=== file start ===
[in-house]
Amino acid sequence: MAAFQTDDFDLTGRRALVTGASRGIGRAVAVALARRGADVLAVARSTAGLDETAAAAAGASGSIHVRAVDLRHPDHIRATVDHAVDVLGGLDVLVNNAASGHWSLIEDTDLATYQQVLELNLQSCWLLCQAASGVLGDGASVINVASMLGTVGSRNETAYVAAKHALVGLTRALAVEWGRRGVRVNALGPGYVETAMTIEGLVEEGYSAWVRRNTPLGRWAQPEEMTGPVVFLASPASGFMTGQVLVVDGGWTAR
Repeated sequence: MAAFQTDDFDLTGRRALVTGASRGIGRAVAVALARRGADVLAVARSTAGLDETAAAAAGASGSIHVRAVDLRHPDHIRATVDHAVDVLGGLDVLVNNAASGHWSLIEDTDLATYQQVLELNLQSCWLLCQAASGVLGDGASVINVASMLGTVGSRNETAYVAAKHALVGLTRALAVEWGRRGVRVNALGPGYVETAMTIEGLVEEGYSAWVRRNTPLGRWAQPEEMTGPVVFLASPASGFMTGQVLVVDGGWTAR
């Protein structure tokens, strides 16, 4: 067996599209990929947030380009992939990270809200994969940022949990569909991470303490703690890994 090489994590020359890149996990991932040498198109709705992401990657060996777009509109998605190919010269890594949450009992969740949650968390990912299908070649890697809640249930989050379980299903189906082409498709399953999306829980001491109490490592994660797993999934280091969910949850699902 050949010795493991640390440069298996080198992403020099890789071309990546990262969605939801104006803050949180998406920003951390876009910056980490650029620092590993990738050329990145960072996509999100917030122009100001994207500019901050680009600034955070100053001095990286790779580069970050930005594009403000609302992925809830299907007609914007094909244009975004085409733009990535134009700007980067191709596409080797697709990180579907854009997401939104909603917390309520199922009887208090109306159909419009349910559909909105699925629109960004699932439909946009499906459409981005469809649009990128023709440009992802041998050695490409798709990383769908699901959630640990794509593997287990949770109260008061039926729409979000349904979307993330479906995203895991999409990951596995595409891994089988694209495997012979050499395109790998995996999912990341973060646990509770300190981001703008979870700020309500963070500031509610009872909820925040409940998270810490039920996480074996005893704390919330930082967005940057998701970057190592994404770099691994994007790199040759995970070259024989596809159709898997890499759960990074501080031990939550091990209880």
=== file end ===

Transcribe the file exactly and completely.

[in-house]
Amino acid sequence: MAAFQTDDFDLTGRRALVTGASRGIGRAVAVALARRGADVLAVARSTAGLDETAAAAAGASGSIHVRAVDLRHPDHIRATVDHAVDVLGGLDVLVNNAASGHWSLIEDTDLATYQQVLELNLQSCWLLCQAASGVLGDGASVINVASMLGTVGSRNETAYVAAKHALVGLTRALAVEWGRRGVRVNALGPGYVETAMTIEGLVEEGYSAWVRRNTPLGRWAQPEEMTGPVVFLASPASGFMTGQVLVVDGGWTAR
Repeated sequence: MAAFQTDDFDLTGRRALVTGASRGIGRAVAVALARRGADVLAVARSTAGLDETAAAAAGASGSIHVRAVDLRHPDHIRATVDHAVDVLGGLDVLVNNAASGHWSLIEDTDLATYQQVLELNLQSCWLLCQAASGVLGDGASVINVASMLGTVGSRNETAYVAAKHALVGLTRALAVEWGRRGVRVNALGPGYVETAMTIEGLVEEGYSAWVRRNTPLGRWAQPEEMTGPVVFLASPASGFMTGQVLVVDGGWTAR
């Protein structure tokens, strides 16, 4: 067996599209990929947030380009992939990270809200994969940022949990569909991470303490703690890994 090489994590020359890149996990991932040498198109709705992401990657060996777009509109998605190919010269890594949450009992969740949650968390990912299908070649890697809640249930989050379980299903189906082409498709399953999306829980001491109490490592994660797993999934280091969910949850699902 050949010795493991640390440069298996080198992403020099890789071309990546990262969605939801104006803050949180998406920003951390876009910056980490650029620092590993990738050329990145960072996509999100917030122009100001994207500019901050680009600034955070100053001095990286790779580069970050930005594009403000609302992925809830299907007609914007094909244009975004085409733009990535134009700007980067191709596409080797697709990180579907854009997401939104909603917390309520199922009887208090109306159909419009349910559909909105699925629109960004699932439909946009499906459409981005469809649009990128023709440009992802041998050695490409798709990383769908699901959630640990794509593997287990949770109260008061039926729409979000349904979307993330479906995203895991999409990951596995595409891994089988694209495997012979050499395109790998995996999912990341973060646990509770300190981001703008979870700020309500963070500031509610009872909820925040409940998270810490039920996480074996005893704390919330930082967005940057998701970057190592994404770099691994994007790199040759995970070259024989596809159709898997890499759960990074501080031990939550091990209880």